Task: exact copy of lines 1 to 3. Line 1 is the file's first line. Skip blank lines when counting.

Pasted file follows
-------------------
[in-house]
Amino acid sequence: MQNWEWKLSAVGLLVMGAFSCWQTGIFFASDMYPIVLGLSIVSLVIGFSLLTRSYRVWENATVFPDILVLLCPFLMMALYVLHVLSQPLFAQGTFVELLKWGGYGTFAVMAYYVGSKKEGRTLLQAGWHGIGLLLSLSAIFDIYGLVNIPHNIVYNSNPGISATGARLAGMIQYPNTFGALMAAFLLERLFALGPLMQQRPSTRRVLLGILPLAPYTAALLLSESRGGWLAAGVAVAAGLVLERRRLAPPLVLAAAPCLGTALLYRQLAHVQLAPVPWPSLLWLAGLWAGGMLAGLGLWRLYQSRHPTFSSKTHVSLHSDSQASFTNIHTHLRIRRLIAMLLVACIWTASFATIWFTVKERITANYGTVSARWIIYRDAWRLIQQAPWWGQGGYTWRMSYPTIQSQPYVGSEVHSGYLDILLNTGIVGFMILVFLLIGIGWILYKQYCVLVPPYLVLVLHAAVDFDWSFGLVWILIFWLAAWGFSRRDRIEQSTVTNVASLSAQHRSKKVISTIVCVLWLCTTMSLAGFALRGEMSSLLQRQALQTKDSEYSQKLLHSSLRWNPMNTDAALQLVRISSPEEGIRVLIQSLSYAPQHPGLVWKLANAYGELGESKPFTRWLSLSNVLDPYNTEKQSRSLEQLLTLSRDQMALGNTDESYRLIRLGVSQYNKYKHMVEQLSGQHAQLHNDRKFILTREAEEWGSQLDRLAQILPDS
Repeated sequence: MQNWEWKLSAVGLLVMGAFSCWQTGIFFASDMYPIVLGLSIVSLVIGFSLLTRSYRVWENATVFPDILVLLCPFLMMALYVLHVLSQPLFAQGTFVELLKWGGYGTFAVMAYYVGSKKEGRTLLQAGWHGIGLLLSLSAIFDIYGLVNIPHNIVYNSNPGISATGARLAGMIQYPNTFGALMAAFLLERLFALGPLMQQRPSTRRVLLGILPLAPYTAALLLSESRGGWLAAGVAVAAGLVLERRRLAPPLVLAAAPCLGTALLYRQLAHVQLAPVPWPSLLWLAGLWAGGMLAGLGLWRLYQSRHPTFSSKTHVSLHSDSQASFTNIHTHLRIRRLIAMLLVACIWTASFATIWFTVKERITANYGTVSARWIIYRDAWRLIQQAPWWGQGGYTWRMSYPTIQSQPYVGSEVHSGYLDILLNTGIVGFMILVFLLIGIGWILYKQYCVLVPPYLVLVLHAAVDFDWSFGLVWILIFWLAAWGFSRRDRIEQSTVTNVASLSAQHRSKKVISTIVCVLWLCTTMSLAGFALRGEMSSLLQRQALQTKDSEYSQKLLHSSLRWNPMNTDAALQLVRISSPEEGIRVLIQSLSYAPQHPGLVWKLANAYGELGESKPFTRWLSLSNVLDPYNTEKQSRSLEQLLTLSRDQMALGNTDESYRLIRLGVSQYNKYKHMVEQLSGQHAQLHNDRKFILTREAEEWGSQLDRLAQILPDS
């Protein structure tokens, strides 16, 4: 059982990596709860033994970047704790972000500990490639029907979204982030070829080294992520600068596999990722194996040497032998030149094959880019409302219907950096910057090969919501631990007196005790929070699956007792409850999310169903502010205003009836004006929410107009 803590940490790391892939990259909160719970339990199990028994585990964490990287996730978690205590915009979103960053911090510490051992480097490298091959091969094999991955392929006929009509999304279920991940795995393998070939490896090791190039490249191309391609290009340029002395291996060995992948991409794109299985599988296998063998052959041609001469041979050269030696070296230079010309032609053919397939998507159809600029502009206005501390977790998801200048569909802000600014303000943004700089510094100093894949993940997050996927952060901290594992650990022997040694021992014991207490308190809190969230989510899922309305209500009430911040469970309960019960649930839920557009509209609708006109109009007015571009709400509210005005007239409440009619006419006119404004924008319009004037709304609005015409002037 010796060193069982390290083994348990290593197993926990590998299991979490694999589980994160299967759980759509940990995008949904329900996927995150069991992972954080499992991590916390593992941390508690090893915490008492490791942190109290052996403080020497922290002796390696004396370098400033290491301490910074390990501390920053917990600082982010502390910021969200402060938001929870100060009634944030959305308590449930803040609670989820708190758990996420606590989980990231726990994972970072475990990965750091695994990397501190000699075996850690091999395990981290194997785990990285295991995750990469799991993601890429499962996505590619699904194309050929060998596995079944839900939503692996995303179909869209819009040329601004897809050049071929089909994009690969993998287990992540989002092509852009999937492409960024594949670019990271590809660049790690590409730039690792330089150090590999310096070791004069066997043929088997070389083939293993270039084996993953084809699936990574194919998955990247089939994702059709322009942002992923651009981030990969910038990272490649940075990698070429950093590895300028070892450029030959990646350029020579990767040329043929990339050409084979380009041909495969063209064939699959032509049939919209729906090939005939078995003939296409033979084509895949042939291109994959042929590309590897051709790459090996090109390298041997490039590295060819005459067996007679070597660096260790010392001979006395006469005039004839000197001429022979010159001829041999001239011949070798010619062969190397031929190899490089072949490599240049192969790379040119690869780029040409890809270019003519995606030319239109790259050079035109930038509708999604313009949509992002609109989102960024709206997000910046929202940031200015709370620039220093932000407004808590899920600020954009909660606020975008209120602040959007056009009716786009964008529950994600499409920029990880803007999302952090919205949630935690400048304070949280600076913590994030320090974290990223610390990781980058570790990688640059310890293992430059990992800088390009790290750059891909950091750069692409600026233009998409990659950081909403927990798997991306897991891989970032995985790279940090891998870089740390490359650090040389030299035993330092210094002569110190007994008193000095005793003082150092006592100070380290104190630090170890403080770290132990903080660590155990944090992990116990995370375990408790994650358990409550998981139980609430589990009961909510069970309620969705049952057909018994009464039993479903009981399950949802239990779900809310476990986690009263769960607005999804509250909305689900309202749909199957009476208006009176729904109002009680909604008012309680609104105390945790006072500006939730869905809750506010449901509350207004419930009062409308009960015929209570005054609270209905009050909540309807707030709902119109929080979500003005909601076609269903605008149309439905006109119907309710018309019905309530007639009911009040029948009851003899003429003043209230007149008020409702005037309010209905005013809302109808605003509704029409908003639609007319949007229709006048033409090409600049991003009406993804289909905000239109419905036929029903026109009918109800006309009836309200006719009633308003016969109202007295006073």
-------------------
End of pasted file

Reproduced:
[in-house]
Amino acid sequence: MQNWEWKLSAVGLLVMGAFSCWQTGIFFASDMYPIVLGLSIVSLVIGFSLLTRSYRVWENATVFPDILVLLCPFLMMALYVLHVLSQPLFAQGTFVELLKWGGYGTFAVMAYYVGSKKEGRTLLQAGWHGIGLLLSLSAIFDIYGLVNIPHNIVYNSNPGISATGARLAGMIQYPNTFGALMAAFLLERLFALGPLMQQRPSTRRVLLGILPLAPYTAALLLSESRGGWLAAGVAVAAGLVLERRRLAPPLVLAAAPCLGTALLYRQLAHVQLAPVPWPSLLWLAGLWAGGMLAGLGLWRLYQSRHPTFSSKTHVSLHSDSQASFTNIHTHLRIRRLIAMLLVACIWTASFATIWFTVKERITANYGTVSARWIIYRDAWRLIQQAPWWGQGGYTWRMSYPTIQSQPYVGSEVHSGYLDILLNTGIVGFMILVFLLIGIGWILYKQYCVLVPPYLVLVLHAAVDFDWSFGLVWILIFWLAAWGFSRRDRIEQSTVTNVASLSAQHRSKKVISTIVCVLWLCTTMSLAGFALRGEMSSLLQRQALQTKDSEYSQKLLHSSLRWNPMNTDAALQLVRISSPEEGIRVLIQSLSYAPQHPGLVWKLANAYGELGESKPFTRWLSLSNVLDPYNTEKQSRSLEQLLTLSRDQMALGNTDESYRLIRLGVSQYNKYKHMVEQLSGQHAQLHNDRKFILTREAEEWGSQLDRLAQILPDS
Repeated sequence: MQNWEWKLSAVGLLVMGAFSCWQTGIFFASDMYPIVLGLSIVSLVIGFSLLTRSYRVWENATVFPDILVLLCPFLMMALYVLHVLSQPLFAQGTFVELLKWGGYGTFAVMAYYVGSKKEGRTLLQAGWHGIGLLLSLSAIFDIYGLVNIPHNIVYNSNPGISATGARLAGMIQYPNTFGALMAAFLLERLFALGPLMQQRPSTRRVLLGILPLAPYTAALLLSESRGGWLAAGVAVAAGLVLERRRLAPPLVLAAAPCLGTALLYRQLAHVQLAPVPWPSLLWLAGLWAGGMLAGLGLWRLYQSRHPTFSSKTHVSLHSDSQASFTNIHTHLRIRRLIAMLLVACIWTASFATIWFTVKERITANYGTVSARWIIYRDAWRLIQQAPWWGQGGYTWRMSYPTIQSQPYVGSEVHSGYLDILLNTGIVGFMILVFLLIGIGWILYKQYCVLVPPYLVLVLHAAVDFDWSFGLVWILIFWLAAWGFSRRDRIEQSTVTNVASLSAQHRSKKVISTIVCVLWLCTTMSLAGFALRGEMSSLLQRQALQTKDSEYSQKLLHSSLRWNPMNTDAALQLVRISSPEEGIRVLIQSLSYAPQHPGLVWKLANAYGELGESKPFTRWLSLSNVLDPYNTEKQSRSLEQLLTLSRDQMALGNTDESYRLIRLGVSQYNKYKHMVEQLSGQHAQLHNDRKFILTREAEEWGSQLDRLAQILPDS